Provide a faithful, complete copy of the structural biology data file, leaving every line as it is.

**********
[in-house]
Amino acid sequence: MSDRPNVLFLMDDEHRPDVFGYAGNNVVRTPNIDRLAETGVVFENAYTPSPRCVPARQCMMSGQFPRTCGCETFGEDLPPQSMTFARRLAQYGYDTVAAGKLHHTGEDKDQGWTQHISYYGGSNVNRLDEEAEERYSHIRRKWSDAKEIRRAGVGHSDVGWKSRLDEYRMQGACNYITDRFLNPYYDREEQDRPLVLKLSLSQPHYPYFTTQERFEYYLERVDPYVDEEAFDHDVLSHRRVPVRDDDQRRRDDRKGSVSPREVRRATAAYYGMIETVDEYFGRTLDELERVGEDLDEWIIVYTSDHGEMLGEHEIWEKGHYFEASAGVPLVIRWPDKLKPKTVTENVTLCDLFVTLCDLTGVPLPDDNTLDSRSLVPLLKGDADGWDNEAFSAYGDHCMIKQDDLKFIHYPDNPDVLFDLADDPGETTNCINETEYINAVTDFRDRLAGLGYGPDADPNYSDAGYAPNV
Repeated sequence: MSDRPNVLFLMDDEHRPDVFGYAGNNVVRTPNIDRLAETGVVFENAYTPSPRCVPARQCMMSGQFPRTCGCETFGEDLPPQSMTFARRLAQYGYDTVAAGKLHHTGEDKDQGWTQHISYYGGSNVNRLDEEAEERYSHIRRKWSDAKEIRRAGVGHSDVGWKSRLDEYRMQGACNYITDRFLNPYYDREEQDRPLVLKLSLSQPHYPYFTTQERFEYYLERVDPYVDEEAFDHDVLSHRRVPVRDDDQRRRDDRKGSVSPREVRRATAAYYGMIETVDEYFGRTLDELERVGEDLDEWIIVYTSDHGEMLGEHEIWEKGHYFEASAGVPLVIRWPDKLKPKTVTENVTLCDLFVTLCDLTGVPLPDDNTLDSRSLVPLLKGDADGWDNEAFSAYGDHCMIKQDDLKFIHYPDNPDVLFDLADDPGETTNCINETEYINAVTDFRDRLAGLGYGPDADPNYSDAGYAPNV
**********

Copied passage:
[in-house]
Amino acid sequence: MSDRPNVLFLMDDEHRPDVFGYAGNNVVRTPNIDRLAETGVVFENAYTPSPRCVPARQCMMSGQFPRTCGCETFGEDLPPQSMTFARRLAQYGYDTVAAGKLHHTGEDKDQGWTQHISYYGGSNVNRLDEEAEERYSHIRRKWSDAKEIRRAGVGHSDVGWKSRLDEYRMQGACNYITDRFLNPYYDREEQDRPLVLKLSLSQPHYPYFTTQERFEYYLERVDPYVDEEAFDHDVLSHRRVPVRDDDQRRRDDRKGSVSPREVRRATAAYYGMIETVDEYFGRTLDELERVGEDLDEWIIVYTSDHGEMLGEHEIWEKGHYFEASAGVPLVIRWPDKLKPKTVTENVTLCDLFVTLCDLTGVPLPDDNTLDSRSLVPLLKGDADGWDNEAFSAYGDHCMIKQDDLKFIHYPDNPDVLFDLADDPGETTNCINETEYINAVTDFRDRLAGLGYGPDADPNYSDAGYAPNV
Repeated sequence: MSDRPNVLFLMDDEHRPDVFGYAGNNVVRTPNIDRLAETGVVFENAYTPSPRCVPARQCMMSGQFPRTCGCETFGEDLPPQSMTFARRLAQYGYDTVAAGKLHHTGEDKDQGWTQHISYYGGSNVNRLDEEAEERYSHIRRKWSDAKEIRRAGVGHSDVGWKSRLDEYRMQGACNYITDRFLNPYYDREEQDRPLVLKLSLSQPHYPYFTTQERFEYYLERVDPYVDEEAFDHDVLSHRRVPVRDDDQRRRDDRKGSVSPREVRRATAAYYGMIETVDEYFGRTLDELERVGEDLDEWIIVYTSDHGEMLGEHEIWEKGHYFEASAGVPLVIRWPDKLKPKTVTENVTLCDLFVTLCDLTGVPLPDDNTLDSRSLVPLLKGDADGWDNEAFSAYGDHCMIKQDDLKFIHYPDNPDVLFDLADDPGETTNCINETEYINAVTDFRDRLAGLGYGPDADPNYSDAGYAPNV